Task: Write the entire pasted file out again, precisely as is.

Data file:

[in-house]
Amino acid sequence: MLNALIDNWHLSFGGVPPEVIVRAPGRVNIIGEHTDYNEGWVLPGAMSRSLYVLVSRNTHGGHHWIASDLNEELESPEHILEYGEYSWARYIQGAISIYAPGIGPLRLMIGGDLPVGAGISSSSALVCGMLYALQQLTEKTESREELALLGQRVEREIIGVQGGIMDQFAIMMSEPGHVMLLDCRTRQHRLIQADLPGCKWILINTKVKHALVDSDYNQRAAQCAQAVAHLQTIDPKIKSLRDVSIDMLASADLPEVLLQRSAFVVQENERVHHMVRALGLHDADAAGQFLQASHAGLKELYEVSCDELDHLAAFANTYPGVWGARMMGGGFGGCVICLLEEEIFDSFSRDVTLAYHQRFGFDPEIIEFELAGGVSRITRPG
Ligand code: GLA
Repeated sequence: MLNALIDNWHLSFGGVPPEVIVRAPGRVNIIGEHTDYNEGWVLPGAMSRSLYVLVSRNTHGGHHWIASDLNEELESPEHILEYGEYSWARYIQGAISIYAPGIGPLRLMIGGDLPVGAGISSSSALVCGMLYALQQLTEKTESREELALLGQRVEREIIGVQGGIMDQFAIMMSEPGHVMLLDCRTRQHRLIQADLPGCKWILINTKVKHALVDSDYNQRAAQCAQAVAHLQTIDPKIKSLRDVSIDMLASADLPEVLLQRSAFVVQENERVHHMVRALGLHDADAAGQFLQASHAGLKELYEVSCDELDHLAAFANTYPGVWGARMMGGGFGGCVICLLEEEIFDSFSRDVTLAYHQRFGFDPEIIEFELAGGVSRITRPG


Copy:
[in-house]
Amino acid sequence: MLNALIDNWHLSFGGVPPEVIVRAPGRVNIIGEHTDYNEGWVLPGAMSRSLYVLVSRNTHGGHHWIASDLNEELESPEHILEYGEYSWARYIQGAISIYAPGIGPLRLMIGGDLPVGAGISSSSALVCGMLYALQQLTEKTESREELALLGQRVEREIIGVQGGIMDQFAIMMSEPGHVMLLDCRTRQHRLIQADLPGCKWILINTKVKHALVDSDYNQRAAQCAQAVAHLQTIDPKIKSLRDVSIDMLASADLPEVLLQRSAFVVQENERVHHMVRALGLHDADAAGQFLQASHAGLKELYEVSCDELDHLAAFANTYPGVWGARMMGGGFGGCVICLLEEEIFDSFSRDVTLAYHQRFGFDPEIIEFELAGGVSRITRPG
Ligand code: GLA
Repeated sequence: MLNALIDNWHLSFGGVPPEVIVRAPGRVNIIGEHTDYNEGWVLPGAMSRSLYVLVSRNTHGGHHWIASDLNEELESPEHILEYGEYSWARYIQGAISIYAPGIGPLRLMIGGDLPVGAGISSSSALVCGMLYALQQLTEKTESREELALLGQRVEREIIGVQGGIMDQFAIMMSEPGHVMLLDCRTRQHRLIQADLPGCKWILINTKVKHALVDSDYNQRAAQCAQAVAHLQTIDPKIKSLRDVSIDMLASADLPEVLLQRSAFVVQENERVHHMVRALGLHDADAAGQFLQASHAGLKELYEVSCDELDHLAAFANTYPGVWGARMMGGGFGGCVICLLEEEIFDSFSRDVTLAYHQRFGFDPEIIEFELAGGVSRITRPG